Surprising findings from a study revealed that losing weight may not help protect against liver and colon cancer.
Although obesity is linked to an increased risk of certain types of gastrointestinal malignancies, losing weight may not help protect against the development of liver and colon cancer, a new study suggests.
Using a mouse model, researchers found that even after weight loss, the incidence of tumors in the colon remained unchanged. The findings were published in the American Journal of Gastrointestinal and Liver Physiology.
For the study, researchers examined obese mice (obese), and obese mice that lost weight (lean), and compared both groups with a control group.
All of the mice were given a high-fat diet, while the obese and lean groups were exposed to a carcinogen. Researchers sought to determine whether or not losing weight provided protection against colon polyps or cancer.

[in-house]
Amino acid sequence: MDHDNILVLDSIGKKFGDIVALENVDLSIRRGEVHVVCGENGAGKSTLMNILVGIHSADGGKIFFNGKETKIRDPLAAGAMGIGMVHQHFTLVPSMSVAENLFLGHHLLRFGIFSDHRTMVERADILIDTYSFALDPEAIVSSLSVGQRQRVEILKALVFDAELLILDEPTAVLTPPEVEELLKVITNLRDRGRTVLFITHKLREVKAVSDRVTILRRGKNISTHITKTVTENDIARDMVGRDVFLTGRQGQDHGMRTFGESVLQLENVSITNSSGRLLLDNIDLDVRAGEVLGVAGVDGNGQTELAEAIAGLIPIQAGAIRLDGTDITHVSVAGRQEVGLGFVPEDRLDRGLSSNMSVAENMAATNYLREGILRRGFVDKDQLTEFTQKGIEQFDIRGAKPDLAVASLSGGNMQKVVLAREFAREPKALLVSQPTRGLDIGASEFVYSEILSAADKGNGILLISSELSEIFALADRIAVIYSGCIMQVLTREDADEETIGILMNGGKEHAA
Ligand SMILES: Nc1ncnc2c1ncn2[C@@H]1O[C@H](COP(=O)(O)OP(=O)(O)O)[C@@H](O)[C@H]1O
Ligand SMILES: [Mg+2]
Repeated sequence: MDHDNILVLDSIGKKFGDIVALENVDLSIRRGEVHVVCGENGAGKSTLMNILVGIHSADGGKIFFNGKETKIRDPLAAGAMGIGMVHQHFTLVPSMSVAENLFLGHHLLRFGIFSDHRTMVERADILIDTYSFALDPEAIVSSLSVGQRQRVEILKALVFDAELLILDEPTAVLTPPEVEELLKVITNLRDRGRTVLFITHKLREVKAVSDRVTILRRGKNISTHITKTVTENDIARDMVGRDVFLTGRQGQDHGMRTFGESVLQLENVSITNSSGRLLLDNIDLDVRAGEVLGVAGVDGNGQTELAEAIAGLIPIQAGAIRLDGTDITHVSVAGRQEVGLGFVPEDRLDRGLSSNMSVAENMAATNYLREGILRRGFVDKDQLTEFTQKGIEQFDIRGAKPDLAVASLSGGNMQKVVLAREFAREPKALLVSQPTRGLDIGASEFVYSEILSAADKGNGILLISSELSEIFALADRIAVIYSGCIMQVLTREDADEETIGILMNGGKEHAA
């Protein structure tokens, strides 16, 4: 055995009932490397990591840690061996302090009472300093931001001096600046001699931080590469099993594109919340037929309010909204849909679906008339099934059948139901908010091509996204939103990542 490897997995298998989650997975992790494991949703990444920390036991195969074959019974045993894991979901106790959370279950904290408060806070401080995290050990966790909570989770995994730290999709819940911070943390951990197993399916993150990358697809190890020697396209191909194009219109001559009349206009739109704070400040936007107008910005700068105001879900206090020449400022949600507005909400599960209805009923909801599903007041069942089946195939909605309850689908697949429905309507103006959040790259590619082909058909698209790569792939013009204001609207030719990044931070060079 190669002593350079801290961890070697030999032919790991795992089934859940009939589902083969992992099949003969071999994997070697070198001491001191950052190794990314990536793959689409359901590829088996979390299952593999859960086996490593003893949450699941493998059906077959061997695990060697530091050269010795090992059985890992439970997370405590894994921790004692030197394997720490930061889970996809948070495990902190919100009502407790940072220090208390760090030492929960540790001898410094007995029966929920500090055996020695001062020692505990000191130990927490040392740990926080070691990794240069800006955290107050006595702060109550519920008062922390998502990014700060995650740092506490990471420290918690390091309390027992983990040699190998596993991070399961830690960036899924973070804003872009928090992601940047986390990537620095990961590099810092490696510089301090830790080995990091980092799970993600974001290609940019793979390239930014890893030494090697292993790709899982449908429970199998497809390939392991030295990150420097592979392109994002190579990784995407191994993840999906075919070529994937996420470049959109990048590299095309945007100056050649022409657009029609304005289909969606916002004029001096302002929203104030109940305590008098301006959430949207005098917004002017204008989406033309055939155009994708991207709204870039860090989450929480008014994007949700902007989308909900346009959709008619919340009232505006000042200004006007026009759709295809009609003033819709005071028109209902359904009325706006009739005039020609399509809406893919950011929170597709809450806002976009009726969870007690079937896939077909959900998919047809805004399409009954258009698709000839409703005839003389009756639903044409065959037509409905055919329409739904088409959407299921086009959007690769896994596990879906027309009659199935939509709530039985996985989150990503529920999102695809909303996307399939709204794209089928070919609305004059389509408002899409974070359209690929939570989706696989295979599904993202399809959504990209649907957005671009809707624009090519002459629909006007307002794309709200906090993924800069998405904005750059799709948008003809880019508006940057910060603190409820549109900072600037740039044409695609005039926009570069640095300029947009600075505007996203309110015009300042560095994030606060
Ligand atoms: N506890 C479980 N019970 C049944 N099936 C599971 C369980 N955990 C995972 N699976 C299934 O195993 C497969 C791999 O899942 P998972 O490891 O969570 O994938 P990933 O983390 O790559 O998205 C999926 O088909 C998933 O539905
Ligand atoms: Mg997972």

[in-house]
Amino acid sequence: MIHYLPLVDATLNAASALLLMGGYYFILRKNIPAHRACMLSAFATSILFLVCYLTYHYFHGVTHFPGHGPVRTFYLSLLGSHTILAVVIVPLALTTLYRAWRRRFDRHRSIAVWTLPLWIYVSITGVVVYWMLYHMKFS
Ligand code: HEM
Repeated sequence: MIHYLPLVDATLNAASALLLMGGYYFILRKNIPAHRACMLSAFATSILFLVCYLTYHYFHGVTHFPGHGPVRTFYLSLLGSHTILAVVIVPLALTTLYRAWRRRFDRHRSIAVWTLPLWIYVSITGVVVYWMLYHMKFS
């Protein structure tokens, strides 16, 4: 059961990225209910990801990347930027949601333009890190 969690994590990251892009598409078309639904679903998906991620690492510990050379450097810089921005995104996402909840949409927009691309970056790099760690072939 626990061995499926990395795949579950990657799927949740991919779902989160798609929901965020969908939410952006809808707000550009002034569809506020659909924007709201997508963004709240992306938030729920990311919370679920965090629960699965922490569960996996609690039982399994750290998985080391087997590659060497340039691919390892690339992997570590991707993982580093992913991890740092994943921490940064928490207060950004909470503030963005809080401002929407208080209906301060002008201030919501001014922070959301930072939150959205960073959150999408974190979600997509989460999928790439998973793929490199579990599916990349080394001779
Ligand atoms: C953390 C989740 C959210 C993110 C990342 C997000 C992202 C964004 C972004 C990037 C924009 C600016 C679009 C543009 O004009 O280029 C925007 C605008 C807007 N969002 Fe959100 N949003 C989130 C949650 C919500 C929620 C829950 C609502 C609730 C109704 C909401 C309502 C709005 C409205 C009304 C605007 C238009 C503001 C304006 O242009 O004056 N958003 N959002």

The results of the study showed that losing weight did not provide any protection in the lean group’s colon health.
“There were no significant differences in the polyp number (adenoma), poly size, or grade of dysplasia [in the obese and lean groups],” said researchers.
Additional findings revealed that in both groups exposed to the carcinogen, there was an increase in the markers for the growth of cancer cells and liver inflammation. Furthermore, large quantities of T cells were found to be activated in the lean group, which authors stated may be related to repairing damage caused by the inflamed liver.
“Excess fat reduction did not protect mice from colon cancer progression and liver dysplastic lesion … even though these mice had improved glucose and leptin,” the researchers wrote.
The findings suggest that there could be implications in humans too, but more research is needed.
“Our results suggest that intentional body weight loss by diet manipulation does not provide any beneficial effects on colon tumorigenesis and it may in fact aggravate liver capacity of repair,” authors concluded.